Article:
By Crescenzo Vellucci
Vanguard Sacramento Bureau
SACRAMENTO – It was, no doubt, an unusual State Capitol press conference – a county prosecutor hawking a program to keep criminals out of jail, and inmates at San Quentin Prison speaking by Skype about how they are confronting the victims of their violent crimes.
A “restorative justice” diversion program in San Joaquin County is predicted to save California taxpayers money, reduce recidivism rates and make the streets safer, according to lawmakers and lawbreakers this week.
In other words, the 70 percent recidivism in the state (those who go back to jail after getting out), could turn into – based on the San Joaquin program experience – a five percent recidivism rate.
The cost to house people in jail in the state hovers around the $75,000-86,000 figure, so the tax dollar savings could be extremely significant – let alone make the streets safer – if the restorative justice program works on a broader scale, proponents claim.
The program will be available to those accused of some lower level felonies – but not murder or sex crimes – and misdemeanors, and links them with victims of crime in a “cooperative effort between victim and defendant in which defendants are made aware of the personal impact of their criminal actions…the victim of the crime has an opportunity to work with the defendant in an attempt to dissuade the defendant from committing similar crimes in the future,” according to a legislative analysis.
If the accused “graduate,” they can have charges reduced or be sentenced to something other than jail. If they fail, they face sentencing or a trial.
Sen. Steve Glazer (D-Contra Costa), who authored SB 678, which led to the $5 million restorative justice budget, was pointedly optimistic, noting “This is a way to make it better, not just throwing away the key.”
He explained that restorative justice “held promise” to reduce crime, and give victims “greater satisfaction” that the criminal justice now.
“This program will allow for an expanded test of the concept, with a rigorous review of the results. If it works as we expect, the program could be expanded statewide and would reduce prison costs while improving lives for offenders and the broader community,” he said.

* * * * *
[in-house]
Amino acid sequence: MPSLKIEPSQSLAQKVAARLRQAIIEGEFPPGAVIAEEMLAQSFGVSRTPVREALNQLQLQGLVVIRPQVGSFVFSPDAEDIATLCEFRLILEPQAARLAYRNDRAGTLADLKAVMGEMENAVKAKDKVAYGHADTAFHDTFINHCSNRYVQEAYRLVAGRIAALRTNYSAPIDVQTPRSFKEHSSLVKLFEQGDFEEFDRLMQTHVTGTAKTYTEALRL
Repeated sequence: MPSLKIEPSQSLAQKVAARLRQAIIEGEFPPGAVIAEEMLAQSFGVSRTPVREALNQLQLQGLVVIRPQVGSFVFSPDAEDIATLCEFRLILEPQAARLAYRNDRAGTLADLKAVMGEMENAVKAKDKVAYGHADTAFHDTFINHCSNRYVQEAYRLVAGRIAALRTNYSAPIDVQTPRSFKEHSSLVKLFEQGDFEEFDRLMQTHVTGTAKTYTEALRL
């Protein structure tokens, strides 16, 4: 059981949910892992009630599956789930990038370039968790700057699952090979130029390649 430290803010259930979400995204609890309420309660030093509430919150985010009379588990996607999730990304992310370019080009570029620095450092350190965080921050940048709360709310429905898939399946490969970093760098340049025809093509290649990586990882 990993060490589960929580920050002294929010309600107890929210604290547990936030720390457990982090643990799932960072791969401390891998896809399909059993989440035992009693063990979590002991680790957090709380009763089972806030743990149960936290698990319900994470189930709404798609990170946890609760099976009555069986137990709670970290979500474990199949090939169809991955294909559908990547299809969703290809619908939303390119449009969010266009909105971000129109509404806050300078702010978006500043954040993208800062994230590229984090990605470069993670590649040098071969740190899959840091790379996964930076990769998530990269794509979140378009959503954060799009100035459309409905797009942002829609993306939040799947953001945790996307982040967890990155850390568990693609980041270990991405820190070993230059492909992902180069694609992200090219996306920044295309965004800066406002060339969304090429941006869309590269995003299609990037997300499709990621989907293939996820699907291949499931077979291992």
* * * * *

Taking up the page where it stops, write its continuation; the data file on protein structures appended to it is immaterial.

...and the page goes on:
Interestingly – because public perception of prosecutors is that they only about being tough on crime – the most excited press conference participant appeared to be San Joaquin County District Attorney Tori Verber Salazar, who has seen the results of a similar division program in her county.
“It’s smart. This is a pathway to stop harmful conduct,” she said. Her program, Salazar boasted, had a 95 percent success rate with 76 juvenile and adult prisoners. Only three failed to complete it.
She noted that one senior citizen while admitting she couldn’t forgive the accused, supported the program because she “didn’t want a kid to spend his life in prison.”
Is the program guaranteed to work?
Not necessarily said Salazar suggesting that those involved have to be willing to work hard and noted many inmates refused the similar San Joaquin program because it was so “rigorous…they’d just rather play cards” in jail.
“Restorative Justice has shown in limited circumstances to hold promise as a way to reduce crime and give victims greater satisfaction than the traditional criminal justice system,” Glazer said. “This program will allow for an expanded test of the concept, with a rigorous review of the results. If it works as we expect, the program could be expanded statewide and would reduce prison costs while improving lives for offenders and the broader community.”
At the press conference, Adnan Khan, Co-Executive Director at Restore Justice – he served 16 years of a life sentence for murder – said that “The Restorative Justice Pilot Program is an important step for the future of restorative justice in California,” adding, “restorative justice is the best framework to address harm, hold people accountable and keep communities together.”
“We talk a lot about how important it is to make our justice system truly reflect rehabilitation and restoration rather than punitive consequences alone, and this proposal does just that,” said Assemblymember Susan Eggman, who co-authored SB 678. “Evidence suggests that this is worth trying on a broader scale, and I’m proud that San Joaquin County has stepped up to promote repairing harm and healing in the community.”
According to a statement from the Restore Justice group, Restorative Justice is “an ancient concept that is now being tried again as a way for victims to play a greater role in the criminal justice process if they wish. Direct interaction with offenders has been found to give some victims more satisfaction than they receive through an impersonal and detached criminal court proceeding.”
According to the new state budget, the San Joaquin County pilot project has a goal of providing “healing for survivors, prevent recidivism, keep families together, prevent long term unemployment resulting from conviction, and lower prison costs.”
Independent evaluators will grade the project when it ends.